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I used Lynx for a while too and it was actually fun to use such a thing. It was just like working in a unix shell (well it did execute form the shell) and that's an environment which is always fun to use. But most of today's websites do not support Lynx and thus we can use it only for some of the sites available. That's not such a bad thing, and sometimes Lynx is indeed the safest option available out of the lot.

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To be literal, you are the safest Internet browser.

 

To mitigate online threats, you have to avoid risky online behavior. This includes but is not limited to: downloading possibly-infected files (which, basically, is inclusive of anything you download from the Internet), visiting possibly-hazardous sites with malicious code, looking into spam e-mails, getting phished, and not browsing with security deterrents (router which provides an internal firewall, software firewall, etc.). You also have to watch out for exploits (security holes) that malicious code and hackers can penetrate to gain access to your machine and/or its resources. This is where your operating systems and browsers come in, which everyone has seemed to suggest.

 

If you want complete security, go with a Linux-based operating system. The reasoning behind this is a robust community that continuously works to update and improve the operating system, keeping you up-to-date with security, features, and other goodies. It also isn't as targeted for attack because of the fact that Linux holds a very small audience with operating systems compared with the alternative.

 

You could also look into Apple's OSX, which is the second-best for security. OSX is actually the least secure out of all of the popular operating systems available, but as with Linux, it does not have as much of a market share in operating systems as the ubiquitous Windows platform, which makes it secure in the fact that there isn't a lot of threats specifically made for a small audience. Makes sense, right?

 

Last but not least, we have Windows. Each version of Windows will have its own security flaws and strengths, but keeping up to date with system updates and patches will help prevent the many attacks, exploits, holes, and malware that Windows is infamously plagued with. It is imperative that with a Microsoft OS, you utilize a firewall in conjunction with anti-malware/anti-virus software and whatever else you may deem necessary.

 

For browsers, it seems that Microsoft Internet Explorer is the large target with its large number of discovered exploits and ActiveX vulnerabilities. Everyone guns for IE because everyone else seems to use it. For this reason alone, you should avoid using Internet Explorer.

 

However, the use of Mozilla Firefox is growing, and I'm sure that in the future, there will be more guns pointed in this direction. But Mozilla has more than a handful of features to throw back and keep the guns at bay. With extensions like NoScript and built-in security features, along with a robust community and continuous improvements and updates, Firefox may be the most popular and considerably-secure browser to use today.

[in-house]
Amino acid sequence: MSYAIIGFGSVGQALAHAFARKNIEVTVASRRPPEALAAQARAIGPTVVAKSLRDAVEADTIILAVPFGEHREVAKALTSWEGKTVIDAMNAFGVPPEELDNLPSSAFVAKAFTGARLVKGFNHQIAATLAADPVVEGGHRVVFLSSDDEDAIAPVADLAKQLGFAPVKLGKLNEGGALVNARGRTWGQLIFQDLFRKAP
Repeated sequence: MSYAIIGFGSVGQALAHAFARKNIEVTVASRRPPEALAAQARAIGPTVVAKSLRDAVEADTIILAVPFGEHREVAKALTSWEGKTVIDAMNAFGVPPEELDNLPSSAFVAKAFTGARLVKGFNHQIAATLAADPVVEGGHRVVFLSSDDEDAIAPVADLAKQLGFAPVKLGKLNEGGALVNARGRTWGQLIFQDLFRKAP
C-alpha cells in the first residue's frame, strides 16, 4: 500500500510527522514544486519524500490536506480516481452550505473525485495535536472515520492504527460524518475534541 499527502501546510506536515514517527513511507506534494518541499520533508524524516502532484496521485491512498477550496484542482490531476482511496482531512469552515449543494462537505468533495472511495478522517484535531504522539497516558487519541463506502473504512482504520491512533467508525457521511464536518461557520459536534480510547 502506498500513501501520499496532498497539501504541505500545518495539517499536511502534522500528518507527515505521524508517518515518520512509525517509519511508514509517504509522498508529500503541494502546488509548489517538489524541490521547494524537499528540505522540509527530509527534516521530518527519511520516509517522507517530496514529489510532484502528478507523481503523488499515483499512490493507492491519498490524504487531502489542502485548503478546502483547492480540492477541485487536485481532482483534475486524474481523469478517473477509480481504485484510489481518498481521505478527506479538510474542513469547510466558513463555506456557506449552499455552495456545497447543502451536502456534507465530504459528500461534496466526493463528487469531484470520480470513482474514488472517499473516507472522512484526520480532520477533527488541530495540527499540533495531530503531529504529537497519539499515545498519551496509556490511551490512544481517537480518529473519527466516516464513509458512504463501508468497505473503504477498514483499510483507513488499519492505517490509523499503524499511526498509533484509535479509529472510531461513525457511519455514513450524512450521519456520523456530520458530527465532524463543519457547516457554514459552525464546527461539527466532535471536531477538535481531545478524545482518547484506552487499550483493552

Opera, Safari, Chrome, and other browsers are still rather low-key as far as market share, so they may or may not be the safest out of the major key players. Like with operating systems, the guns are pointed at the more popular choices, so you are probably good to go. They all seem to have good development, and Safari has the native advantage of being available for OSX, which already houses the security advantages I outlined above. Chrome may actually become a larger player just because of Google's name behind the project, but I believe that it will have the benefits of gradual adoption along with fewer attacks as Firefox had when it emerged to compete with Internet Explorer. Opera, as good of a browser as it is, hasn't garnered as much of an audience as its fans would like, but maybe that's a good thing.

 

I am currently using Mozilla Firefox with NoScript, Windows XP SP3, and Windows Firewall on my work computer and the same but with SP2 and Norton Internet Security 2009 on my home laptop and I believe that combination of software should suffice for most users. Feel free to play around with other combinations, but just keep in mind that the end-user is the one line of defense that could render all of these security deterrents useless.

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Does anyone even use Lynx anymore? Or we talking to only a minority of unix/linux users that use that browser because you don't see it trying to compete for the web browser market at all and so it makes me wonder if Lynx is of any use in today's browser market.Definitely have to agree with rayzor on the fact that your the safest browser and so if you know what your doing and your have the computer savvy skills to keep you safe, then it wouldn't really matter what browser you use.

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What makes you say that OSX is the least secure? You have to have an administrator's password to install anything, and most viruses won't work on macs, since the process/application is easily detected and halted by a user.

Edited by TheDisturbedOne

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Well, the reason we say OSX is insecure is the fact that Apple has never really field tested it security because of the fact that everyone has been targeting Microsoft for years. So Apple has no idea how secured there system is and if I remember correctly, a few months ago copies of a booby trapped Iworks was passed around and did in fact infect the system. As for why viruses don't work for Mac's is due to the fact they are not programmed for Mac but for Windows and anything PC.